The last time federal Labor got over 50% of the Queensland two party preferred vote was 50.2 in 1990, which translated into 15 out of 24 seats for them. The state swung to Labor by about one percent while most of the country went the other way, and this rare foray into Labor-land (the first since 1961) was largely interpreted as fallout from state government corruption.

The relevance today is, of course, the Libs' current problems in that state (which now has 29 electorates) with AFP investigations and Santoro's share trading. And Rudd's from there.

Queensland will be interesting on election night.

March 19 NSW: my seat bets

I've wagered a few dollars on NSW seats. Not a greatly interesting story, but the details are here.

March 18 That NSW Galaxy poll

Friday's Galaxy poll continues to be reported as showing 58 to 42. This kind of reporting is a worry; if we did have to put a statewide number on it it would be 55 to 45. (See March 16, below)

Debnam's Friday press conference was obviously a gamble. Having everyone believe he's behind 42 to 58 isn't such a bad thing, especially if he puts in a stoic, cheerful final week.

[Update: Nielsen in SMH has 53 to 47 in Camden, a swing of about five percent. However, primary votes 47 to 41, and Greens on 5, are funny-peculiar in a Labor lead of 6 not increasing after preferences. 

With such a large margin, I'm surprised that this is the sort of seat - housing estates etc - the Libs are hoping to take. Employing a broad brush (the only type available) I suspect such electorates are currently incumbent-lovers - at both federal and state levels.]

NSW Newspoll graphs

Below, updated and rough, are the Newspoll graphs I first posted a month ago, with the two latest surveys included. As before, the 2pps are my estimates. The last pair of points in first graph are actual election result.

The 9-11 March 2007 points correspond with 7-10 March 2003 in first graph. Presumably one more Newspoll to come this week - two if we're lucky.

March 16 Galaxy in NSW says 58 to 42 (a swing to Libs)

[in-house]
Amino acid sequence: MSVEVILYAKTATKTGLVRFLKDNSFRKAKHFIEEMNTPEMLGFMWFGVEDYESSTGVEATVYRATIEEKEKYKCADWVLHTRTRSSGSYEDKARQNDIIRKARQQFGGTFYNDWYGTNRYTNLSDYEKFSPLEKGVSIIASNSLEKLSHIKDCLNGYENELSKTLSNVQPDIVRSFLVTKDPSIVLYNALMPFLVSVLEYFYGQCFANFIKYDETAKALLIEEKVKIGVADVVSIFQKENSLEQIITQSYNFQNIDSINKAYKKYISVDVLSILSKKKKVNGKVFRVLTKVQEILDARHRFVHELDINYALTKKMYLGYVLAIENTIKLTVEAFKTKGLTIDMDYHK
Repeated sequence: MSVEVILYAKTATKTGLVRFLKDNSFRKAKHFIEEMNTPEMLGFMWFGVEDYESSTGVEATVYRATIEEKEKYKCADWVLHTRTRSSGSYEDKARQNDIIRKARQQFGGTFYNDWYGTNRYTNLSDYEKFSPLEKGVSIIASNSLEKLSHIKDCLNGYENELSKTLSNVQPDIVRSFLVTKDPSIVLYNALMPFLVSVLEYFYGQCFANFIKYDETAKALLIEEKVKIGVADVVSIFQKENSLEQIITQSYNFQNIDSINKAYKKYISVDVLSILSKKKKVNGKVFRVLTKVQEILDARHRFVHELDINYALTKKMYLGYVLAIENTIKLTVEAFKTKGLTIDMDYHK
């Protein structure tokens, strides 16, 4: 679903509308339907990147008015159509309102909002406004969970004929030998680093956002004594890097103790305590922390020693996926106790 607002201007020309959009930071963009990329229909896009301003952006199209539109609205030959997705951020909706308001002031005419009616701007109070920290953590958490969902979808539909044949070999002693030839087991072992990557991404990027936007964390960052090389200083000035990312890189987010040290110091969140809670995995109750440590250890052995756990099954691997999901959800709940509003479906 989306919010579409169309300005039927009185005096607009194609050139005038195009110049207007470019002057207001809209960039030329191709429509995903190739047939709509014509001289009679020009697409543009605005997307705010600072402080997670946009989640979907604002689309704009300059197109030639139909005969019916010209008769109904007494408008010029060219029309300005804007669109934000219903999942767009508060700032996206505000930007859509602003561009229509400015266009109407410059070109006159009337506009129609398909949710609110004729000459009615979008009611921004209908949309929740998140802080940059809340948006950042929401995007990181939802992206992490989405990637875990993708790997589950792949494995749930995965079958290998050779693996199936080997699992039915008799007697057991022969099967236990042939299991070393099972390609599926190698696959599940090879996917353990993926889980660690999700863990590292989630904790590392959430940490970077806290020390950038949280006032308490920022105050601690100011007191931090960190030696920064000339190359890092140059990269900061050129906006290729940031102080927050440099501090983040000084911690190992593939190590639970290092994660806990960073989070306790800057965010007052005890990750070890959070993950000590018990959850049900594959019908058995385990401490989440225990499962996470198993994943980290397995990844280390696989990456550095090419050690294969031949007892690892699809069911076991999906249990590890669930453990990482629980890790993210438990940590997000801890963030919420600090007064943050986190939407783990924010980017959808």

In the Tele, at first glace suggests a swing to Labor from the last election (which was 56 to 44). But it was only held in five seats - Camden, Gosford, Kiama, Londonderry and Menai - which collectively voted about 59 to 41 in 2003, so if we take it literally it shows a miniscule swing to the Coalition.

Still, with every poll that fails to show substantial movement to Debnam, the likelihood of me upping yesterday's numbers, some time next week, increases.

Debnam seems to have thrown it all away, anyway.

March 15 New South Wales election prediction

I still reckon it'll be closer than generally anticipated. Several weeks ago, Malcolm Mackerras predicted Labor would lose eight seats from its current 55 out of 93.

Malcolm's record has not been flash of late, but I'm going to go with that for now: Labor to scrape home with 47 seats.

[Equivocation: ok, I suspect I'll be revising my estimate upwards next week. Want to see the final week polls; they might just narrow. Not very logical, obviously.]

March 13 Newspoll in NSW narrower than it looks

In Oz, it says 56 to 44, from primary support of 42 to 37. Online version doesn't have Greens, but at the 2003 election primary votes of 42.7 to 34.4, went to 56.2 to 43.8 after preferences. So yet again it seems (at state level) Newspoll is overstating Labor's two party preferred, and we should probably instead interpret it as 55 to 45 or even 54 to 46.

Revisit last fortnight's comments.